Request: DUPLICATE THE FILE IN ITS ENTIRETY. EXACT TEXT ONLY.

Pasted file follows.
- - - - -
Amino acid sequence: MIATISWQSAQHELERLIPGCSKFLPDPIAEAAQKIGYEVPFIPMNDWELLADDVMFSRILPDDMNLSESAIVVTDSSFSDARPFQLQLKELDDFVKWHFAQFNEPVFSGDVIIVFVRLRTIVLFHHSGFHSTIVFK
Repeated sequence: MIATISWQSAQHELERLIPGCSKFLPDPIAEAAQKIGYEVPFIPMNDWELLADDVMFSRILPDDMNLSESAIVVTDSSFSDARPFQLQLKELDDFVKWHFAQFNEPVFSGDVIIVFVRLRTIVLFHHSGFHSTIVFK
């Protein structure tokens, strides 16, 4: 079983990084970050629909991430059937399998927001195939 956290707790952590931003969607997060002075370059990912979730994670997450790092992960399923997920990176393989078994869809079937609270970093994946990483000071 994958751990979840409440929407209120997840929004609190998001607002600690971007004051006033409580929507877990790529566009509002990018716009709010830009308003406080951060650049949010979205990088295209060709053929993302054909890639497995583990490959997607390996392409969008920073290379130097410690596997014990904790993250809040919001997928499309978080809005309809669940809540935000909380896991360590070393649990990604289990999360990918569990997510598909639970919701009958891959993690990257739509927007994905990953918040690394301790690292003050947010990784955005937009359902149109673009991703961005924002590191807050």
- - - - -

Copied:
Amino acid sequence: MIATISWQSAQHELERLIPGCSKFLPDPIAEAAQKIGYEVPFIPMNDWELLADDVMFSRILPDDMNLSESAIVVTDSSFSDARPFQLQLKELDDFVKWHFAQFNEPVFSGDVIIVFVRLRTIVLFHHSGFHSTIVFK
Repeated sequence: MIATISWQSAQHELERLIPGCSKFLPDPIAEAAQKIGYEVPFIPMNDWELLADDVMFSRILPDDMNLSESAIVVTDSSFSDARPFQLQLKELDDFVKWHFAQFNEPVFSGDVIIVFVRLRTIVLFHHSGFHSTIVFK
């Protein structure tokens, strides 16, 4: 079983990084970050629909991430059937399998927001195939 956290707790952590931003969607997060002075370059990912979730994670997450790092992960399923997920990176393989078994869809079937609270970093994946990483000071 994958751990979840409440929407209120997840929004609190998001607002600690971007004051006033409580929507877990790529566009509002990018716009709010830009308003406080951060650049949010979205990088295209060709053929993302054909890639497995583990490959997607390996392409969008920073290379130097410690596997014990904790993250809040919001997928499309978080809005309809669940809540935000909380896991360590070393649990990604289990999360990918569990997510598909639970919701009958891959993690990257739509927007994905990953918040690394301790690292003050947010990784955005937009359902149109673009991703961005924002590191807050």